Maryhill Park closed to goods.
|/07/1971||Glasgow, Dumbarton and Helensburgh Railway|
Possilpark closed to goods.
|25/09/1972||Glasgow, Dumbarton and Helensburgh Railway|
Craigendoran Pier closed to vessels (Use of the pier was then given over to small craft for a number of years).
|/ /1980||Lanarkshire and Dumbartonshire Railway|
Bridge over Glasgow, Dumbarton and Helensburgh Railway in Lambhill removed.
|/10/1980||Glasgow, Dumbarton and Helensburgh Railway|
Maryhill signal box burnt down, line to Anniesland closed. New box built on other side of track, but never used. The Maryhill to Anniesland section of the Stobcross Railway falls out of use.
|02/12/1993||Glasgow, Dumbarton and Helensburgh Railway|
Glasgow Queen Street High Level to Maryhill re-opened for local passenger service (Stations at; Maryhill, Lambhill, Summerston, Possilpark, Ashfield), trains continue to Knightswood West Junction to swap tracks.
This line is divided into a number of portions.
This is a four way junction. The 1842 Edinburgh and Glasgow Railway is met by the 1855 Sighthill Branch (Edinburgh and Glasgow Railway) and the 1858 Glasgow, Dumbarton and Helensburgh Railway. The City of Glasgow Union Railway's north end reached here in 1875. In addition the Cowlairs Works was to the south, on the west side.
This junction is at the western point of a triangular junction. It opened in 1876 when a chord from Cowlairs East Junction opened. The chord is presently single but was double. It links the Glasgow, Dumbarton and Helensburgh Railway to the Edinburgh and Glasgow Railway and is effectively a Glasgow bypass.
This is a two platform station on the east side of Balmore Road, the A879. Facilities are fairly minimal consisting of shelters on the platforms.
This station was west of Balmore Road. Nothing remains to be seen of it today. It was a basic station with platforms and shelter. After the Great War it was an unadvertised station.
The double track line passes under the Forth and Clyde Canal via a pair of parallel single track tunnels. The original course of the canal was to the immediate south east, with the tunnel and deviation of the canal being built, and the canal diverted to accommodate the Glasgow, Dumbarton and Helensburgh Railway.
This was a two platform station to the west of West Possil Loch and the Lochburn Iron Works. The main station building was on the eastbound (Glasgow) platform. When built it was in an area, largely of farmed countryside, north of Glasgow. To the south east the line passed under the Forth and Clyde Canal.
This is a minimal modern two platform station located in a deep cutting east of the Lochburn Road road bridge over the line. It opened with the re-opening of the Maryhill line to local passenger trains in 1993. Prior to that the line was only served by non stop West Highland Line trains.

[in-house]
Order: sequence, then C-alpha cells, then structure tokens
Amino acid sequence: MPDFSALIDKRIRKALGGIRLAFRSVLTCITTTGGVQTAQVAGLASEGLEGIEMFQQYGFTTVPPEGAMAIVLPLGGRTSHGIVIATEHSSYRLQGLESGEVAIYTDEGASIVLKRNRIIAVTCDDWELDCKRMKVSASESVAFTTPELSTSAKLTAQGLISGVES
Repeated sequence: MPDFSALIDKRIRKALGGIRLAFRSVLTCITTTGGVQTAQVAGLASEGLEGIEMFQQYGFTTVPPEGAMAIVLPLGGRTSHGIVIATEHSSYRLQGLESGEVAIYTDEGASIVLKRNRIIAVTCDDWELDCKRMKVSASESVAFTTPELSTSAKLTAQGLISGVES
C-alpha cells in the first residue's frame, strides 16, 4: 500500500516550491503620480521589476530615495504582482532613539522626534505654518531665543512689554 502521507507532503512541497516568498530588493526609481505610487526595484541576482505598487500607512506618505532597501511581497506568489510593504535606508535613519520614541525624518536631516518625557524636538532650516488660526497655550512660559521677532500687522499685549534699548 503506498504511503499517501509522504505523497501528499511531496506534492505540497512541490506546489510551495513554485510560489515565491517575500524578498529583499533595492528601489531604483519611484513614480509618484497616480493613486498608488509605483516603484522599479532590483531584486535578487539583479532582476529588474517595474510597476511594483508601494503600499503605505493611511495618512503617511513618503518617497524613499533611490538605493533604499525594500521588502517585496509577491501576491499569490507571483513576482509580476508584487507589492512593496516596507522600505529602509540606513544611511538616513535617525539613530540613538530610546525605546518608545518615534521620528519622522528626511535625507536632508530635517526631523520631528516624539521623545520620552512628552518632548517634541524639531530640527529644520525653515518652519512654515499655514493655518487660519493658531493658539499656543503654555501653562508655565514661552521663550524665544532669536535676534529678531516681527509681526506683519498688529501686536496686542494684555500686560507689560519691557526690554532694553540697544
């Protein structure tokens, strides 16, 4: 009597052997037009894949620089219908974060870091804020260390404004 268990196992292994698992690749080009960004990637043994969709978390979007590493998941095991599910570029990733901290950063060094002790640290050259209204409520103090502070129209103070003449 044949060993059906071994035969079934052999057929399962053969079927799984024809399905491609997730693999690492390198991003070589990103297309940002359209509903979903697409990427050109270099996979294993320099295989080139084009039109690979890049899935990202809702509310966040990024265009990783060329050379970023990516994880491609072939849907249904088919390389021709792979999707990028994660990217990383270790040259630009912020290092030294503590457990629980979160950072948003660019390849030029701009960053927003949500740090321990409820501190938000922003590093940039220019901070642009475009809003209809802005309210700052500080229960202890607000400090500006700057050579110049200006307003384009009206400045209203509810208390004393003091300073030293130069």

This is a two platform station. The station serves the Summerston area. This development is a little south of Summerston Farm, which was served by Summerston [1st] station.
This is a two platform station in the north of Maryhill. The current station is a reopening of 1993 on the site of the earlier station. Maryhill Park Junction opened to the west in 2005 along with a single track line to a bay platform at Anniesland.
The site of this paper mill is now and area of grass parkland, within Dawsholm Park, on the west bank of the River Kelvin, just south of the old Dawsholm Bridge. The mill was opened by William McArthur. It consisted of two ranges of buildings parallel to the river. A mill lade ran between the buildings and there were three small reservoirs to the west.
This junction was immediately west of Maryhill Park station and east of the Maryhill Viaduct [GDH]. It was formed with the opening of the Stobcross Railway in 1874, a branch from the 1858 Glasgow, Dumbarton and Helensburgh Railway serving the west of Glasgow, Partick and the Queens Dock.
This is a double track seven arch viaduct over the River Kelvin built for the Glasgow, Dumbarton and Helensburgh Railway. During construction, in 1857, five arches collapsed (the viaduct may have originally had nine arches). Alternative names are the Dawsholm Viaduct (which can be confused with the Dawsholm Viaduct a Dawsholm) and Kelvin Viaduct (could be confused with the [[Kelvin ...More details
This is a single lead junction, opened in 2005, west of Maryhill station located about mid way over the Maryhill Viaduct [GDH], with the single line to Anniesland crossing over to the parallel Maryhill Viaduct [SR] at the west end of the viaducts.
This signal box was west of Maryhill Central Junction. It was located at the west end of a set of looped sidings on the south side of the Glasgow, Dumbarton and Helensburgh Railway, the east end of these loops being at Maryhill Central Junction (that junction was renamed from Maryhill West Junction on the opening of the west box and sidings).
This is a single lead junction where the double track line between Westerton station and Anniesland is met by a single track from Cowlairs West Junction, this doubling shortly after the junction going east. (The junction has been converted into a single lead junction.) It is located just north of the Forth and Clyde Canal.